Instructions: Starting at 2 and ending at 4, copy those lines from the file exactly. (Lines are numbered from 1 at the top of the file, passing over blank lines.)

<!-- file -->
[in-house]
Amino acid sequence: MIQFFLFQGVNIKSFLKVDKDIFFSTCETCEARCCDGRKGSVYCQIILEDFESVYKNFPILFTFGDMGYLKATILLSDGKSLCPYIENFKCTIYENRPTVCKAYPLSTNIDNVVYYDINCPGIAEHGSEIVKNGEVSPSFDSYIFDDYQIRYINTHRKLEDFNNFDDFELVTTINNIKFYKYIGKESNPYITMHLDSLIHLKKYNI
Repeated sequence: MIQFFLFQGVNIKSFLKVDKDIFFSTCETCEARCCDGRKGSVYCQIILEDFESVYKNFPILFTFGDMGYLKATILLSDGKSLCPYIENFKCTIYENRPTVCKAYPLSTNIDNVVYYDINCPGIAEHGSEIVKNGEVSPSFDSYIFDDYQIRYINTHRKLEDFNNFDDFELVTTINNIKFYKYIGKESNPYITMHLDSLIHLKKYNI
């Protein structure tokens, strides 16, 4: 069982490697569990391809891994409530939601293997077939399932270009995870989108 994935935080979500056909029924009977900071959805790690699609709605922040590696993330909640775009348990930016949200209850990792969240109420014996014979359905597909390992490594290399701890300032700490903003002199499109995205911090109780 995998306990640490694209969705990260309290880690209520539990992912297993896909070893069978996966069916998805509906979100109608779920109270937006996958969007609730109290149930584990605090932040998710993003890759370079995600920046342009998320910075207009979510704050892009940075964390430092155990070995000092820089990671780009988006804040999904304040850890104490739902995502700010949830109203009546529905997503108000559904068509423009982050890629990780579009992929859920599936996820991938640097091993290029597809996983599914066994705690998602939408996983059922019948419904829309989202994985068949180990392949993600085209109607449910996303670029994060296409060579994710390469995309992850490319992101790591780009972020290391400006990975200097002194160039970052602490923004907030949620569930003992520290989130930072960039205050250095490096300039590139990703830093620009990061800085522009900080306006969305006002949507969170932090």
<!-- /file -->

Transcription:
Amino acid sequence: MIQFFLFQGVNIKSFLKVDKDIFFSTCETCEARCCDGRKGSVYCQIILEDFESVYKNFPILFTFGDMGYLKATILLSDGKSLCPYIENFKCTIYENRPTVCKAYPLSTNIDNVVYYDINCPGIAEHGSEIVKNGEVSPSFDSYIFDDYQIRYINTHRKLEDFNNFDDFELVTTINNIKFYKYIGKESNPYITMHLDSLIHLKKYNI
Repeated sequence: MIQFFLFQGVNIKSFLKVDKDIFFSTCETCEARCCDGRKGSVYCQIILEDFESVYKNFPILFTFGDMGYLKATILLSDGKSLCPYIENFKCTIYENRPTVCKAYPLSTNIDNVVYYDINCPGIAEHGSEIVKNGEVSPSFDSYIFDDYQIRYINTHRKLEDFNNFDDFELVTTINNIKFYKYIGKESNPYITMHLDSLIHLKKYNI
């Protein structure tokens, strides 16, 4: 069982490697569990391809891994409530939601293997077939399932270009995870989108 994935935080979500056909029924009977900071959805790690699609709605922040590696993330909640775009348990930016949200209850990792969240109420014996014979359905597909390992490594290399701890300032700490903003002199499109995205911090109780 995998306990640490694209969705990260309290880690209520539990992912297993896909070893069978996966069916998805509906979100109608779920109270937006996958969007609730109290149930584990605090932040998710993003890759370079995600920046342009998320910075207009979510704050892009940075964390430092155990070995000092820089990671780009988006804040999904304040850890104490739902995502700010949830109203009546529905997503108000559904068509423009982050890629990780579009992929859920599936996820991938640097091993290029597809996983599914066994705690998602939408996983059922019948419904829309989202994985068949180990392949993600085209109607449910996303670029994060296409060579994710390469995309992850490319992101790591780009972020290391400006990975200097002194160039970052602490923004907030949620569930003992520290989130930072960039205050250095490096300039590139990703830093620009990061800085522009900080306006969305006002949507969170932090």